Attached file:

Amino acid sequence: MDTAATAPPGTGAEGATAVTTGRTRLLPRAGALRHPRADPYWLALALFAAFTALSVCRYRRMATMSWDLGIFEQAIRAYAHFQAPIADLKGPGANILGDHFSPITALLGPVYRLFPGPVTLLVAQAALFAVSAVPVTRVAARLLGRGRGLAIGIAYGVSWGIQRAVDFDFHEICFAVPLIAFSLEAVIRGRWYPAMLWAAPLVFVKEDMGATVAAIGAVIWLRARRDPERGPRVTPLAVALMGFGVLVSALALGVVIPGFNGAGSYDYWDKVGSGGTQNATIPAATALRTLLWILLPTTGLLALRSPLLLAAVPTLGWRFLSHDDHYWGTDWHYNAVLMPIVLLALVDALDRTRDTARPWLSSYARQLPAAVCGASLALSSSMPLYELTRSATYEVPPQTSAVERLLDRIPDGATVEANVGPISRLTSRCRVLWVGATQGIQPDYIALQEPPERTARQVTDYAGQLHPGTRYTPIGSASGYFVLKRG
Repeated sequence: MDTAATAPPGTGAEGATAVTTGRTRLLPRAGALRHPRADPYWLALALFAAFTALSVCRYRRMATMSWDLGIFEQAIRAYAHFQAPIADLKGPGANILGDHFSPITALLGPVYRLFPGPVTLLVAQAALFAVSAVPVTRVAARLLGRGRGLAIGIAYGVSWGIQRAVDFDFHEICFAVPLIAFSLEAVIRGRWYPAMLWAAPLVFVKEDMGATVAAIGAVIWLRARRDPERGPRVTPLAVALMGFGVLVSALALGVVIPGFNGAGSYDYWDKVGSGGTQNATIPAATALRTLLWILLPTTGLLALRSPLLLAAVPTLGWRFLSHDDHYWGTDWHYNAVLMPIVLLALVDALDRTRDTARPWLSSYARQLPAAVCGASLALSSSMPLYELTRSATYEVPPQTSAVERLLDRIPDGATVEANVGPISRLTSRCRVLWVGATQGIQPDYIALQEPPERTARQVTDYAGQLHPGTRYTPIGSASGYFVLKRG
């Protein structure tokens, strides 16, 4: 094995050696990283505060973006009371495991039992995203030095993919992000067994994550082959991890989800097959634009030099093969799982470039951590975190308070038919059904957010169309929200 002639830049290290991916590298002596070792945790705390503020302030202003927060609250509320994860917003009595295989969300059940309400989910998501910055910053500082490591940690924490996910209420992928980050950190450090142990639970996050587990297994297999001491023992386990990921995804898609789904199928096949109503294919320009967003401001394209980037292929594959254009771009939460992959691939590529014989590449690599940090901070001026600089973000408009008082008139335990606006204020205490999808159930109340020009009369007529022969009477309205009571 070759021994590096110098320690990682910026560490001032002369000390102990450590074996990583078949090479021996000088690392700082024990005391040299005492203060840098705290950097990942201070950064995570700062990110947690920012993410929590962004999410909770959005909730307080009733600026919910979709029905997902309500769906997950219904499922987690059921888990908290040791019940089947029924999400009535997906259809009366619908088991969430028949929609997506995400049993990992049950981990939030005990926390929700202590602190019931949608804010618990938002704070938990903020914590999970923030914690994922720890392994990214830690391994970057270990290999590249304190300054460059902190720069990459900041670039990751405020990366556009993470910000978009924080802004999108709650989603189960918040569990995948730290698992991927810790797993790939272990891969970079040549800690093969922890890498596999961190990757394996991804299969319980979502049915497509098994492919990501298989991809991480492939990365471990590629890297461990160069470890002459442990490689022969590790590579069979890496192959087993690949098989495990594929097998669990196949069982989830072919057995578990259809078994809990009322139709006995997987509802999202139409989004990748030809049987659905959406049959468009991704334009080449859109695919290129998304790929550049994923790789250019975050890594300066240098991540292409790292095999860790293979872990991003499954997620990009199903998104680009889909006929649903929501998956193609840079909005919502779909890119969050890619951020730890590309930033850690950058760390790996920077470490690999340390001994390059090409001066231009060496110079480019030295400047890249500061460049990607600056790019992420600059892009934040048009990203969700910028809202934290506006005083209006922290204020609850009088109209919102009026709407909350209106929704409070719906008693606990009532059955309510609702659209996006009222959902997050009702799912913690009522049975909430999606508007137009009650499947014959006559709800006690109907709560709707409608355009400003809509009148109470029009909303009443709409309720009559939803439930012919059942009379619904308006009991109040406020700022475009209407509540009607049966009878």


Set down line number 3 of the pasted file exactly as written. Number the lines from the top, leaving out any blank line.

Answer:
């Protein structure tokens, strides 16, 4: 094995050696990283505060973006009371495991039992995203030095993919992000067994994550082959991890989800097959634009030099093969799982470039951590975190308070038919059904957010169309929200 002639830049290290991916590298002596070792945790705390503020302030202003927060609250509320994860917003009595295989969300059940309400989910998501910055910053500082490591940690924490996910209420992928980050950190450090142990639970996050587990297994297999001491023992386990990921995804898609789904199928096949109503294919320009967003401001394209980037292929594959254009771009939460992959691939590529014989590449690599940090901070001026600089973000408009008082008139335990606006204020205490999808159930109340020009009369007529022969009477309205009571 070759021994590096110098320690990682910026560490001032002369000390102990450590074996990583078949090479021996000088690392700082024990005391040299005492203060840098705290950097990942201070950064995570700062990110947690920012993410929590962004999410909770959005909730307080009733600026919910979709029905997902309500769906997950219904499922987690059921888990908290040791019940089947029924999400009535997906259809009366619908088991969430028949929609997506995400049993990992049950981990939030005990926390929700202590602190019931949608804010618990938002704070938990903020914590999970923030914690994922720890392994990214830690391994970057270990290999590249304190300054460059902190720069990459900041670039990751405020990366556009993470910000978009924080802004999108709650989603189960918040569990995948730290698992991927810790797993790939272990891969970079040549800690093969922890890498596999961190990757394996991804299969319980979502049915497509098994492919990501298989991809991480492939990365471990590629890297461990160069470890002459442990490689022969590790590579069979890496192959087993690949098989495990594929097998669990196949069982989830072919057995578990259809078994809990009322139709006995997987509802999202139409989004990748030809049987659905959406049959468009991704334009080449859109695919290129998304790929550049994923790789250019975050890594300066240098991540292409790292095999860790293979872990991003499954997620990009199903998104680009889909006929649903929501998956193609840079909005919502779909890119969050890619951020730890590309930033850690950058760390790996920077470490690999340390001994390059090409001066231009060496110079480019030295400047890249500061460049990607600056790019992420600059892009934040048009990203969700910028809202934290506006005083209006922290204020609850009088109209919102009026709407909350209106929704409070719906008693606990009532059955309510609702659209996006009222959902997050009702799912913690009522049975909430999606508007137009009650499947014959006559709800006690109907709560709707409608355009400003809509009148109470029009909303009443709409309720009559939803439930012919059942009379619904308006009991109040406020700022475009209407509540009607049966009878």